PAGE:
Writing was invented in Mesopotamia, around 3200 BC. Cities had grown so big that people could no longer do business by keeping every detail in their heads. Rulers needed to keep track of who had paid their taxes, which craftworkers had been given rations, and how many goods they had made.
The first writing was made up of pictograms—small pictures representing objects or expressing actions or ideas. These writing systems, which included CUNEIFORM, were complicated, and few people managed to learn them.
Different forms of picture-writing developed in Egypt, China, and Meso- (Middle) America. In the Indus Valley, scribes used pictures combined with symbols—a system that today’s experts have still not explained.
Cuneiform is the name given to the wedge-shaped script, written using trimmed reeds, developed by scribes in Sumer around 2900 BC. It was borrowed by other Middle Eastern peoples to write and develop their own languages, before the ALPHABET was developed.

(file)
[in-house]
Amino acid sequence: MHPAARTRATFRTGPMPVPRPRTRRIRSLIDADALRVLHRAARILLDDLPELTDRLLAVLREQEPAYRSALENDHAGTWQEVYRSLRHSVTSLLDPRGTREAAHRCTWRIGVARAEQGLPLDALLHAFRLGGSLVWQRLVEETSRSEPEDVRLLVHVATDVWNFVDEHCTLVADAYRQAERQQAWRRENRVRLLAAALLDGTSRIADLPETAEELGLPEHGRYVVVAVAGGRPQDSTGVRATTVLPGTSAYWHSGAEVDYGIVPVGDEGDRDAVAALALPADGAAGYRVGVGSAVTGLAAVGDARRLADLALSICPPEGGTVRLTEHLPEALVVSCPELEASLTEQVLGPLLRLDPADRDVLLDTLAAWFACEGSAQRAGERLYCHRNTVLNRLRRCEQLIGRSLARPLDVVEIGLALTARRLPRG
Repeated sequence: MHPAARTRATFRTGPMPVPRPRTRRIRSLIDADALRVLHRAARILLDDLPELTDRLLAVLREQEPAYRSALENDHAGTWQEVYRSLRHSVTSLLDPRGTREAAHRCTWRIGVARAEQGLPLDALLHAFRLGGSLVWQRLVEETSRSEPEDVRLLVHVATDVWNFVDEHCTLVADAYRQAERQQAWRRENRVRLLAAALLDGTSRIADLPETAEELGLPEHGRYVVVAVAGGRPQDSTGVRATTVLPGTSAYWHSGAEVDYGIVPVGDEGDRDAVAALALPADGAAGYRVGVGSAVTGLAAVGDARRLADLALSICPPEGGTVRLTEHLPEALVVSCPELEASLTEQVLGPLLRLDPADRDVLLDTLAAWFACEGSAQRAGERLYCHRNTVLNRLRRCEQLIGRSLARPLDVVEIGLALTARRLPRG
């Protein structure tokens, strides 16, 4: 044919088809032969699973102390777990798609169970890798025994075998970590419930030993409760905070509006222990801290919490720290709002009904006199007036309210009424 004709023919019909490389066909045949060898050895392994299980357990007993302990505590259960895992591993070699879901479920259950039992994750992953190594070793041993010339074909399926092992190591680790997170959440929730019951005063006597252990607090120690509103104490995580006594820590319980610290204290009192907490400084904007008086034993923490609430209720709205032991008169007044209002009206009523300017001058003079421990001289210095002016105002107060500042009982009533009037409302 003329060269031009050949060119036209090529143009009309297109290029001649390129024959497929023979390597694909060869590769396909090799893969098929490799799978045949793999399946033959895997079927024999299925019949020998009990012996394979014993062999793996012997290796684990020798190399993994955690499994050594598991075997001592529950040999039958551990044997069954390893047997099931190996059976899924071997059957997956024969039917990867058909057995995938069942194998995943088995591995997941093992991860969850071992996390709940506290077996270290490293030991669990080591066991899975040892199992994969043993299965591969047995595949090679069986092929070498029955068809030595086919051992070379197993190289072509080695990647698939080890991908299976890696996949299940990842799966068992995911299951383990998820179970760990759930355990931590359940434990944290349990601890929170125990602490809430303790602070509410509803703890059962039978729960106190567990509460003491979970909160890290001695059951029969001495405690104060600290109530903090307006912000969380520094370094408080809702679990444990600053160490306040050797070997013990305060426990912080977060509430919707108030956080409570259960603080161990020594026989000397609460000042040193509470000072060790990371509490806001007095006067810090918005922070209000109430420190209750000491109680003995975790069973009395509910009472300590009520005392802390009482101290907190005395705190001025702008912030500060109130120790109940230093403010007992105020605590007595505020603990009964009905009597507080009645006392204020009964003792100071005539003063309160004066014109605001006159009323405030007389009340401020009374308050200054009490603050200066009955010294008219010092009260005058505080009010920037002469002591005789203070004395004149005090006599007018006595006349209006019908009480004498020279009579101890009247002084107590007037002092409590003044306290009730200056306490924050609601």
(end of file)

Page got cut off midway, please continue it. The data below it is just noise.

The first pictograms were scratched on to tablets of wet clay, using stalks from reeds that grew beside Mesopotamian rivers. The tablets were then dried in the sun to preserve the written text. Scribes (people trained to copy manuscripts) soon began to trim the reeds to make a triangular tip, which created clear, wedge-shaped marks.
The world’s first alphabet was invented in around 1000 BC by the Phoenicians, who lived in the eastern Mediterranean region. Unlike pictogram scripts, the alphabet used letters that stood for individual sounds.
The Phoenicians discovered that letters could be put together in different combinations to spell almost all known words. Alphabetic writing needed fewer than 30 letters, compared with the 600 cuneiform symbols used by Sumerian scribes, or the 5,000 characters used by Chinese scholars. This made it much easier to learn, so literacy (reading and writing) became much more widespread in societies using alphabetic scripts.